1961-1970Amos Vogel: Film as a Subversive ArtDocumentaryGermanyPoliticsWalter Heynowski

Walter Heynowski – O.K. (1964)

This fascinating and unique film is unfortunately almost entirely unknown in the West. The girl Doris S. leaves East Germany in 1961 to join her father in West Germany. Three years later, she returns and tells the camera why she returned. The reason is simple: West Germany is a country or moral and sexual corruption, full of bars, American soldiers, American cars, alcohol, and prostitution. Doris S. succumbed to both commercial sex and drinking, but finally decided to return to clean living in East Germany. Clearly designed to discourage actual or potential emigration from East into West Germany, the film nevertheless operates on a second, unintended level as well. For in this lengthy interview, Doris reveals non-verbal and unmistakable signs of fear and coercion, reinforced by the stentorian, Prussian style of the interviewer (rather, cross-examiner). Hesitation on her part is met with a sharp ‘Out with it!’ and one suddenly realizes that the girl’s freedom is at stake and that she was in fact subtly coerced into making this film. (‘We have had access to your diary… tell us about it….’) Worse still, there is continued emphasis on sexual matters, with close-ups of this pretty, fearful girl: her relations with American soldiers are emphasized and, in a sensational aberration from ‘Communist’ ideology, the old German-Nazi bogeyman of ‘Rassenschande’ is trotted out in reference to her even having slept with Black soldiers. The result is sexual titillation for the East German petty-bourgeois audience, otherwise carefully protected from eroticism. The strenuous, lecherous, transparent attempts of the invisible interviewer successfully to elicit sexually titillating (‘Of course, you had to show your American clients your personal charms?’) and politically damning information from the coolly controlled, yet obviously tense girl are frightening, as nervous gestures of the victim quite clearly reveal her simply as having exchanged her presumable sexual bondage to the Americans with another, possibly more dangerous dependence. At the end, the invisible man truly becomes a pornographic Big Brother as, satisfied with her performance on camera, he magnanimously ladles out a (small) drink to this obviously alcoholic girl – to drink on camera. The implicit obscenity of this unfair interview is staggering. Though the social problem raised is real enough – the presence of large numbers of women-less and well-paid (by German standards) American soldiers – there has rarely been as effective an unintentional self-indictment as this film.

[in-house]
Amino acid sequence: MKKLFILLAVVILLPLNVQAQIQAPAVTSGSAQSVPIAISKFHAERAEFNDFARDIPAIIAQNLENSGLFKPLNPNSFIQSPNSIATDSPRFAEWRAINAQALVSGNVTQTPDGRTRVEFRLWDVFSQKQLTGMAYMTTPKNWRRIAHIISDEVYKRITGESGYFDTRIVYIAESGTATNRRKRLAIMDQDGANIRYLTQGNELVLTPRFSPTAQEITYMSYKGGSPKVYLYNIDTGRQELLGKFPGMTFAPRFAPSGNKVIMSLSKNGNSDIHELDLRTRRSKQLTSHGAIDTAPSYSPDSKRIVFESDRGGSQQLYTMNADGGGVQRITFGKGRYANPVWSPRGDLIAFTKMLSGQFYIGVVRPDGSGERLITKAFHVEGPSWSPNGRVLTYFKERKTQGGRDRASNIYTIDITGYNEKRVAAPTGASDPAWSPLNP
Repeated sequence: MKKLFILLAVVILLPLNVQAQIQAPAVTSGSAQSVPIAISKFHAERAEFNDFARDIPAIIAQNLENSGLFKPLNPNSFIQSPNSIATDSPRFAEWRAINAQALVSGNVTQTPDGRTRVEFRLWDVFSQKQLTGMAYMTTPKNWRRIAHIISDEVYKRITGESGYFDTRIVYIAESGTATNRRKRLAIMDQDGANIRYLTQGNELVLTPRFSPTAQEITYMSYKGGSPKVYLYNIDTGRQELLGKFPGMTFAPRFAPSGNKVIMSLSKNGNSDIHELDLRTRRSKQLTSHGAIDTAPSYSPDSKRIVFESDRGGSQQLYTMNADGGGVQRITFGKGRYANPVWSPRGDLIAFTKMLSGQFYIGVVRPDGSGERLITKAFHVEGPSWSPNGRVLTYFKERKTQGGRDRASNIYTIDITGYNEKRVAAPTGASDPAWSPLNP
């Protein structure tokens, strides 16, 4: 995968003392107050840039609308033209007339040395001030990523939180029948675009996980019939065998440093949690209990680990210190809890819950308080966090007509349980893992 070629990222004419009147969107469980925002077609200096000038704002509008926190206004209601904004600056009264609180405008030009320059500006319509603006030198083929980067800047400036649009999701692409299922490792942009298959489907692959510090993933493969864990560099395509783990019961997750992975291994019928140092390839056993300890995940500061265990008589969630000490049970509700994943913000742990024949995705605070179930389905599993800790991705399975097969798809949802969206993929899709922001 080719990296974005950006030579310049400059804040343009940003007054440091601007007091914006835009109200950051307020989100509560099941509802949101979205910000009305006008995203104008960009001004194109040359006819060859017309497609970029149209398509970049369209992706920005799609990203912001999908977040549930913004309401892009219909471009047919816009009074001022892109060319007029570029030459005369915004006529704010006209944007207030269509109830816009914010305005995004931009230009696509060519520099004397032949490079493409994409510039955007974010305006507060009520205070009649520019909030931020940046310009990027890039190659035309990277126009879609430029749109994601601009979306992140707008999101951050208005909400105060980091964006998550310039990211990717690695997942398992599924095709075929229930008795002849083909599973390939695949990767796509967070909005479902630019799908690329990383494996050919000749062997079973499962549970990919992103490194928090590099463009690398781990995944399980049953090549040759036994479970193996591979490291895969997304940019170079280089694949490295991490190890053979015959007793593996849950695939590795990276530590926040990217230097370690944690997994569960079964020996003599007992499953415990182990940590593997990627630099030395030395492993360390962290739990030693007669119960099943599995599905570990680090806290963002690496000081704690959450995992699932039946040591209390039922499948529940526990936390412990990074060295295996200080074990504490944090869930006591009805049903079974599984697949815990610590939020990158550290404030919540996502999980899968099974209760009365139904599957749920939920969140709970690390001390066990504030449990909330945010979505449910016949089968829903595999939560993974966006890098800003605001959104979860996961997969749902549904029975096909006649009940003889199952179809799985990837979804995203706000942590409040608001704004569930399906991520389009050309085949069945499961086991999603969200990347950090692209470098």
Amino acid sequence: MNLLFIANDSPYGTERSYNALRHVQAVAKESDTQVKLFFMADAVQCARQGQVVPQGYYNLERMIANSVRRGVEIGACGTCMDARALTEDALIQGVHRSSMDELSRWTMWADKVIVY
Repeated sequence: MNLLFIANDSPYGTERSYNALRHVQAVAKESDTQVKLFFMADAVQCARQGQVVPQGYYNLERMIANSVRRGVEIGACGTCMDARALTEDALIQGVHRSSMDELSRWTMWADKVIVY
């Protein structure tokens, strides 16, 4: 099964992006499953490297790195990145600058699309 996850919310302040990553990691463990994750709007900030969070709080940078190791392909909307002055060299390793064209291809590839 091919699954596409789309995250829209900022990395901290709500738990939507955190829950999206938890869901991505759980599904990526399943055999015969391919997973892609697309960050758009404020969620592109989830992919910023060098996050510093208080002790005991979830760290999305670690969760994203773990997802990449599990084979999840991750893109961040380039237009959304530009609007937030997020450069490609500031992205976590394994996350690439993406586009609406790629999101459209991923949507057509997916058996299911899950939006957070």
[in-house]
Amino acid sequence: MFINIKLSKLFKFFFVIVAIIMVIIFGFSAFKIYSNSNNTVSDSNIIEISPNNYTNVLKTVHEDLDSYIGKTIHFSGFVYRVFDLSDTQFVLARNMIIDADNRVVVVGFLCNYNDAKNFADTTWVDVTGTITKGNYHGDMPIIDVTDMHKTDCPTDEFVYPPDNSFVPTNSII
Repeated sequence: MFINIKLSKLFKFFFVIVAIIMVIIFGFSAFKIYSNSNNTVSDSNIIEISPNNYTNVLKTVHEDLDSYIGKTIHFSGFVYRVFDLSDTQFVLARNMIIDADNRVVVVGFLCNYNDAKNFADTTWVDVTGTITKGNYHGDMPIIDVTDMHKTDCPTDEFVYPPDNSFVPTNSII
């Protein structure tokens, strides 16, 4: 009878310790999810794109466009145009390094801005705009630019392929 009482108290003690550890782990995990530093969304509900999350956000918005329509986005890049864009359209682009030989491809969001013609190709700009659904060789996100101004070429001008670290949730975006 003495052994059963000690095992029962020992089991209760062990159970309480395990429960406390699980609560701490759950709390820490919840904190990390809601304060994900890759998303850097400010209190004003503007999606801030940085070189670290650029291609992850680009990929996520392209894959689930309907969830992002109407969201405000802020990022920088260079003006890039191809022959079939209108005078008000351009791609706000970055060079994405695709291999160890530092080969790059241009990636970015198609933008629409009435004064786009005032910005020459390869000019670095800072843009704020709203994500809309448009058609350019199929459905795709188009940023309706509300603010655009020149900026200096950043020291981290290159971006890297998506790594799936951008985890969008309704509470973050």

– Amos Vogel, Film as a Subversive Art

483MB | 30mn 50s | 768×576| mkv



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